#1
I've completey taken apart my bass guitar and when i removed the bridge underneath i found a wire! The threads are exposed at the end so i thought it might be connected to something at the other end but once i removed the scratchplate the other end is not attached to anything! the threads on the other end are also exposed and i haven't a clue wether its actually supposed to be attached to anything! I'm a complete noob when it comes to guitar electricals and was wondering if anyone could help me out! is it supposed to be attached or is it there for other reasons like an earth wire or something?
#2
Sounds like a grounding wire... But its stranged if it isnt attached to anything in the other end.

Pics?
Må Den Svarta Älgen Ta Er!
#3
I think it's an earth wire, or a ground wire or something.
Quote by jxljxl
Fais wins at life


The obscenely young leader of the Laney Cult


Member of the EHX Guild
#5
It was connected to the bridge until you removed it. It's the earth wire for the bridge (or "ground" if you're an American)
#7
Was the other end wedged between the wood and a shielded part of the scratchplate?
#8
Did you have a problem where you'd get a buzzing coming from your guitar, untill you touched any metal part? Then when you let go it started again?
#9
Yeah there was a buzzing and theres some foil on the underside of the scratchplate! Cheers for all the help guys!
One other question! Does everyguitar need this or some sort of equivelent?
#10
Funny cause i get a buzzing only when i touch two of the screws attaching the pu rings to my guitar for my bridge pu..

And i'm pretty sure most guitars have the equivalent of that, but if they don't have a trem i think the ground is in a different place like in my g400.
#11
when we took apart my friends Squier P-Bass, there was also a wire just like that under the bridge. It obviously conducts something onto the bridge.
#12
That wire grounds everything to the strings. The reason it is soldered onto the bridge is that it would be stupid to solder it onto the strings. The bridge makes contact with the strings, so that's good enough. If you touch any metal part on the guitar that touches the strings the buzzing you cease.
#13
Its a ground wire, so the strings have an electrical connection, to assist the passive pickups to work. Its not required, and not recommended, if you have active pickups.

Regards,
Perry Ormsby

Pevious builds:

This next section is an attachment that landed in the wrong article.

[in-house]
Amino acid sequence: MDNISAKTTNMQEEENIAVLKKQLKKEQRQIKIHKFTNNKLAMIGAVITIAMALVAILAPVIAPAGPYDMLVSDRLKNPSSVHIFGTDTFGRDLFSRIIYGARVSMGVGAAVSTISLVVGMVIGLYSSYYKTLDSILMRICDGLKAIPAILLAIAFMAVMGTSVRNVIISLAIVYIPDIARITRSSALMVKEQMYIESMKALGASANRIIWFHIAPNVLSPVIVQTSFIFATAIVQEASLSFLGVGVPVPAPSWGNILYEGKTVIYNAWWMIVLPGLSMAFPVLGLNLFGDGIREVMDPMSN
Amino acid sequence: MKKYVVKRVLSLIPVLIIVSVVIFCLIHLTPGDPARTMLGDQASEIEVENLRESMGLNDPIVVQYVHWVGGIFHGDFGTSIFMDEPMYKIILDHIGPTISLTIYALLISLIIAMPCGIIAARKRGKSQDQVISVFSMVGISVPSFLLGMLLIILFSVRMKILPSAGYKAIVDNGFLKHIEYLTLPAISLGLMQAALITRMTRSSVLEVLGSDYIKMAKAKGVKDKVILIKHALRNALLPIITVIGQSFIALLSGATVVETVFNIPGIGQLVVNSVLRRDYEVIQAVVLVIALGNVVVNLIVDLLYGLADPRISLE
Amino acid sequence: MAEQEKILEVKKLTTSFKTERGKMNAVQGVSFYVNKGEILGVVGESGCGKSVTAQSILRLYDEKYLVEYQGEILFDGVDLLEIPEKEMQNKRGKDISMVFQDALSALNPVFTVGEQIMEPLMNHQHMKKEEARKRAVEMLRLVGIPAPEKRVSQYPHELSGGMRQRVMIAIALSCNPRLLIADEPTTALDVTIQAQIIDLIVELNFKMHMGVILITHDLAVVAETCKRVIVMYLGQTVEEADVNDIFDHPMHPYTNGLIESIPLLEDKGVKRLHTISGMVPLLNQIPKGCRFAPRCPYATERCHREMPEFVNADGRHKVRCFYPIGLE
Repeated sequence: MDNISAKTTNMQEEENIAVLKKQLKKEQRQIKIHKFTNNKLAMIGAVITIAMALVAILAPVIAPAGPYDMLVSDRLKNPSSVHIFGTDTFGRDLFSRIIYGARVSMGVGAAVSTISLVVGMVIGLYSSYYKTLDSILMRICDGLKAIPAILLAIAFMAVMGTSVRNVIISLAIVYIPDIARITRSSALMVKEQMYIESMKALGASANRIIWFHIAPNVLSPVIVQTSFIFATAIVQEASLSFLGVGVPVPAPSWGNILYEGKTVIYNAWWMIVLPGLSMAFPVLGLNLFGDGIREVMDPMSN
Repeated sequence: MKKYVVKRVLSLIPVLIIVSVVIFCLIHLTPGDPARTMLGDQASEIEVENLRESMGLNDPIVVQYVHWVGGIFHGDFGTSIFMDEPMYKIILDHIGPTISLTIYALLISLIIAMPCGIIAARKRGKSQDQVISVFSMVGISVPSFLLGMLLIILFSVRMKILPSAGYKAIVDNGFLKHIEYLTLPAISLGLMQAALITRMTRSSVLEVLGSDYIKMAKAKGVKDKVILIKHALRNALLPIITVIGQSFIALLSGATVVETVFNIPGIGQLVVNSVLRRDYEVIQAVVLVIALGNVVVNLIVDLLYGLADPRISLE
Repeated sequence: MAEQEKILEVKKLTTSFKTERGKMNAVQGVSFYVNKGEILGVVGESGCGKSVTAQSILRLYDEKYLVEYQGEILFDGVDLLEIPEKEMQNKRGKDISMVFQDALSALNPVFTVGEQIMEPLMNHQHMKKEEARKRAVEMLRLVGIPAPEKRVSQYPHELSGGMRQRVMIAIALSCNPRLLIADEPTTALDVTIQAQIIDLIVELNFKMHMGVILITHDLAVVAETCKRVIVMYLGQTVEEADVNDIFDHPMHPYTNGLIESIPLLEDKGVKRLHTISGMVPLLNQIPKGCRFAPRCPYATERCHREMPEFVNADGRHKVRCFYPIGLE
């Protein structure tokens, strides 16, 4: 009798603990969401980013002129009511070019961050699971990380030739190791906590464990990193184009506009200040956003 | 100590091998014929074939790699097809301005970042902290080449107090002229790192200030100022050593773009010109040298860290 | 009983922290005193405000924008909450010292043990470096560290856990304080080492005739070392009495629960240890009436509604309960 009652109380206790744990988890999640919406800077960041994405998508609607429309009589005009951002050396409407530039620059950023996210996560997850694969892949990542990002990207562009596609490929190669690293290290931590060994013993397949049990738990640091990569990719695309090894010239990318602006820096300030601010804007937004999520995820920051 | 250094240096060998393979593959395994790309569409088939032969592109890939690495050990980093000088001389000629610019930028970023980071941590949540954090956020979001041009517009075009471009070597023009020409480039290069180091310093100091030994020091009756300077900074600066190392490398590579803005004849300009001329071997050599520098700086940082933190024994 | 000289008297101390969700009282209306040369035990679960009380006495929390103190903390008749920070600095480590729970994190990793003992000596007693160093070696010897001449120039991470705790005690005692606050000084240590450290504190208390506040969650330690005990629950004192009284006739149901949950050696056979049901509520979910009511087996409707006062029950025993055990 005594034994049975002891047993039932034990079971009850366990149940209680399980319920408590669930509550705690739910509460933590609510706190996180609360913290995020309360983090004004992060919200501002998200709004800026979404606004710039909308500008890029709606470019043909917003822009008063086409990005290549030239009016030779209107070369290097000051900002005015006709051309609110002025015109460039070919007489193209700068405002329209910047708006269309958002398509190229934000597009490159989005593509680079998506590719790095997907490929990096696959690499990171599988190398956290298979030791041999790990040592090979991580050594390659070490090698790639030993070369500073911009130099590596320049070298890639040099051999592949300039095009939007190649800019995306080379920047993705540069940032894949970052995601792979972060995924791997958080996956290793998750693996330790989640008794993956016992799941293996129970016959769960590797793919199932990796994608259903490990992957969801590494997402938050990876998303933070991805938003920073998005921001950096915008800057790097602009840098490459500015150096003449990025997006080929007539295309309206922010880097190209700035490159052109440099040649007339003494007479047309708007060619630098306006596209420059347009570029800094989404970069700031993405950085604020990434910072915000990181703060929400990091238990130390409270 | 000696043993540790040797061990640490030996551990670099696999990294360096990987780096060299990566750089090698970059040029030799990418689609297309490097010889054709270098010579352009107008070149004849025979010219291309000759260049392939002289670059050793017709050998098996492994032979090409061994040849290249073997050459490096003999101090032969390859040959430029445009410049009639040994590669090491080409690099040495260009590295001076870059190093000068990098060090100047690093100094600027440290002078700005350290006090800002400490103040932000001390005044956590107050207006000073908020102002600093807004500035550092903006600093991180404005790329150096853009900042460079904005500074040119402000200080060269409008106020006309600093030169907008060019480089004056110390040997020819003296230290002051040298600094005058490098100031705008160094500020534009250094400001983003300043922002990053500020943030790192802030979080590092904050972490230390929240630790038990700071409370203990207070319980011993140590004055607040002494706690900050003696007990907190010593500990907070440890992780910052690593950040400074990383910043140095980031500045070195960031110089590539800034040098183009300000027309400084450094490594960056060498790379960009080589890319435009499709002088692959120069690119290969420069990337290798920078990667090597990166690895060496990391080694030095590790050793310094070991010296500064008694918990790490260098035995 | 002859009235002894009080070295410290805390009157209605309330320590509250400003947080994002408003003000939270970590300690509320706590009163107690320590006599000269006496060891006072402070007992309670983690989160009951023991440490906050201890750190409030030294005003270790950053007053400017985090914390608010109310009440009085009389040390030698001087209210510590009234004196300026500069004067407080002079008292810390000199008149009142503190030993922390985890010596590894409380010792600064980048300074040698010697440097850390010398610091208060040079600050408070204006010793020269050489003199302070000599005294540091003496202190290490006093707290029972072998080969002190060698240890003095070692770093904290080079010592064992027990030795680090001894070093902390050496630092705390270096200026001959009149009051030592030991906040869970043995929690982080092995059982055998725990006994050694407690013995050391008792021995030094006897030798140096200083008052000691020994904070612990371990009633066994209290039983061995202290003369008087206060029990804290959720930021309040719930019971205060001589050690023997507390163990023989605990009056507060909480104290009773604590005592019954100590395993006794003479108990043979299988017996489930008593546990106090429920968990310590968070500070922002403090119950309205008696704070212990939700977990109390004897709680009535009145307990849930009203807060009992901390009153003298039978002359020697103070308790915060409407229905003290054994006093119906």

HERE!
#14
Quote by ormsby guitars
Its a ground wire, so the strings have an electrical connection, to assist the passive pickups to work. Its not required, and not recommended, if you have active pickups.


Really?! Usually the grounding wires porpuse is to lead all leakage of elctricity away from the metal parts and the strings so that the strings not have any electricity becouse that couses buzzing?
Må Den Svarta Älgen Ta Er!
#15
My guitar buzz's unless I touch some metal part, whats the cause/cure to this?
Kit:

Tanglewood TW28STR
PRS Soapbar SE II
Epiphone LP100

Roland Cube 30x (New!)
#16
*megafacepalm*
that was just answered...
Current Gear:
LTD MH-400
PRS SE Custom 24 (Suhr SSH+/SSV)
Ibanez RG3120 Prestige (Dimarzio Titans)
Squier Vintage Modified 70s Jazz V
Audient iD22 interface
Peavey Revalver 4, UAD Friedman BE100/DS40
Adam S3A monitors
Quote by Anonden
You CAN play anything with anything....but some guitars sound right for some things, and not for others. Single coils sound retarded for metal, though those who are apeshit about harpsichord probably beg to differ.
#18
Don't touch them. Or cover them with e-tape. My homemade axe has that same problem.
Quote by Chaosinborn

Quote by gh0sthack

Didn't Kerry King use MGs at some point?

I think he just endorses them because he likes sacks of money
#20
alot of bridge ground wires are not soldered at the bridge they just run it thru the hole and squish the bridge down on it to make contact. The other end should be soldered to the back of your volume pot.
YA GOTTA HIT IT ON THE ONE
pics of gear updated on profile 11/16/09